Malnutrition in the elderly residing in long-term care facilities: a cross sectional survey using the Mini Nutritional Assessment (MNA<sup>®</sup>) screening tool

  • Liska Robb University of the Free State
  • Corinna May Walsh University of the Free State
  • Riette Nel University of the Free State
  • Annica Nel University of the Free State
  • Hester Odendaal University of the Free State
  • Reon van Aardt University of the Free State
Keywords: Malnutrition, Elderly, MNA

Abstract

Objectives: The objective of this study was to determine and compare the nutritional status of the elderly in two long-term care facilities - one situated in a higher socio-economic area and one in a lower socio-economic area. Design: A cross-sectional study was undertaken. Setting: The study setting comprised two urban areas of Bloemfontein, Free State province, South Africa. Subjects: Sixty-two elderly residing in a long-term care facility from both the higher and lower socio-economic areas agreed to participate and met inclusion criteria (N = 124). Outcome measures: The nutritional status of participants was assessed using the Mini Nutritional Assessment (MNA®) questionnaire. Indicators of nutritional status that were assessed as part of the validated MNA® included anthropometry, a global assessment, dietary assessment and subjective assessment. A total score of 24 or more points was interpreted as being wellnourished. Results: Malnutrition was identified in 3.2% of participants from the long-term care facility situated in the higher socio-economic area and 11.3% from the lower socio-economic area. A significantly higher percentage of participants from the lower socioeconomic area were found to be at risk of malnutrition than those from the higher socio-economic area (74.2% vs. 37.1%) [95% CI 19.8%; 51.4%]. Participants from the higher socio-economic area consumed significantly more fluid and protein rich foods than their counterparts. Conclusion: Elderly participants from the lower socio-economic area were more likely to have a poor nutritional status and be at risk of malnutrition. The findings highlight the need to focus on screening for malnutrition in order to promote health and prevent the possible development of nutrition-related co-morbidities in the elderly. (Full text available online at www.medpharm.tandfonline.com/ojcn) South Afr J Clin Nutr 2017; DOI: 10.1080/16070658.2016.1248062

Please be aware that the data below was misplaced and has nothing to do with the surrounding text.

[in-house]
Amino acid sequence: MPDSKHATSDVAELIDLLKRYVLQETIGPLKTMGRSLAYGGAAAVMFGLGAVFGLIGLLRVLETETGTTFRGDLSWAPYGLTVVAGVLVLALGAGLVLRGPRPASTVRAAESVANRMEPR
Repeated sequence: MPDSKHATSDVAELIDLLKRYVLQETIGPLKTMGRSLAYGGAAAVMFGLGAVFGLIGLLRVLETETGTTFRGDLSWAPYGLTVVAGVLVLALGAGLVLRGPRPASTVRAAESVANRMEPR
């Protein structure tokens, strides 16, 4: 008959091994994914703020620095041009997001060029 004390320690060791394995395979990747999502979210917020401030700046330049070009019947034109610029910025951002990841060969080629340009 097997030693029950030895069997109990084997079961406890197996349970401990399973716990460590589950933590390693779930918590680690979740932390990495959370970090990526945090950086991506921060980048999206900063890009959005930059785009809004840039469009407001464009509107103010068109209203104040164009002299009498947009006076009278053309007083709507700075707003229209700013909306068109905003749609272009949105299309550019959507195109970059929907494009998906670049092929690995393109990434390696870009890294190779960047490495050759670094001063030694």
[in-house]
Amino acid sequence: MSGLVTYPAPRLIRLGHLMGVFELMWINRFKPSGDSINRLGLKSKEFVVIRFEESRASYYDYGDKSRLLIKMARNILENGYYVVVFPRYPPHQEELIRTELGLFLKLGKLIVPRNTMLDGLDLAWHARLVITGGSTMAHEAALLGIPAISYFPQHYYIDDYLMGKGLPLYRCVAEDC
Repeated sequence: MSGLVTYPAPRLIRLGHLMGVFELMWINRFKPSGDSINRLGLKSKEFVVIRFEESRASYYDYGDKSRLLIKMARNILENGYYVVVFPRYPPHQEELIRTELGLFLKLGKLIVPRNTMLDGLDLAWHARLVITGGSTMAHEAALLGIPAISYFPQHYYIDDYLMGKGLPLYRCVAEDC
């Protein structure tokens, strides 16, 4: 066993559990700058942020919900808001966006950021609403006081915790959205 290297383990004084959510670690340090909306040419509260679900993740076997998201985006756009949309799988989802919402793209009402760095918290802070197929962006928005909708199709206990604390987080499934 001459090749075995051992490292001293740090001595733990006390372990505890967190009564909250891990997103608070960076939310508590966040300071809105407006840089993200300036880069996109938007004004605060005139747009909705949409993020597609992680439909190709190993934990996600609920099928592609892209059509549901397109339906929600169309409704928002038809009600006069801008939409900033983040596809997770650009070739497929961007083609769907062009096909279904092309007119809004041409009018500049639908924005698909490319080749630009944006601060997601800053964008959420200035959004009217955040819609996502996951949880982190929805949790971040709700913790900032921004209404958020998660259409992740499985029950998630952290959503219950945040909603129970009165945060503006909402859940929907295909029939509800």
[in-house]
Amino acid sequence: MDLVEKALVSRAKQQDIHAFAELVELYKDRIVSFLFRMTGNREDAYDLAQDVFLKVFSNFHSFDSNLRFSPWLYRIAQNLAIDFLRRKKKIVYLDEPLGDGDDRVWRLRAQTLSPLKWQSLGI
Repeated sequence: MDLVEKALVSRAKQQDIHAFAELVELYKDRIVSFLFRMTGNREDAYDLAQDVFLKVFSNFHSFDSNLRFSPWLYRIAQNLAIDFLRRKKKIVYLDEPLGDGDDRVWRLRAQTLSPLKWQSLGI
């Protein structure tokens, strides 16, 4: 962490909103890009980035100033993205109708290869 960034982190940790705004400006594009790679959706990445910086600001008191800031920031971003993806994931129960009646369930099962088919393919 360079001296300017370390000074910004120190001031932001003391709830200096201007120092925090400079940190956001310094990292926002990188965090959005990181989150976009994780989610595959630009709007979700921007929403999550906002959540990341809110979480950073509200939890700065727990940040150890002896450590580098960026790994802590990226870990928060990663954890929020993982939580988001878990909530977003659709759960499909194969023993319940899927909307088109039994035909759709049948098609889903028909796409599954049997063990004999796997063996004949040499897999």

Author Biographies

Liska Robb, University of the Free State
Department of Nutrition and Dietetics University of the Free State
Corinna May Walsh, University of the Free State
Department of Nutrition and Dietetics University of the Free State
Riette Nel, University of the Free State
Department of Biostatistics University of the Free State
Annica Nel, University of the Free State
Department of Nutrition and Dietetics University of the Free State
Hester Odendaal, University of the Free State
Department of Nutrition and Dietetics University of the Free State
Reon van Aardt, University of the Free State
Department of Nutrition and Dietetics University of the Free State
Published
2017-06-22
Section
Original Research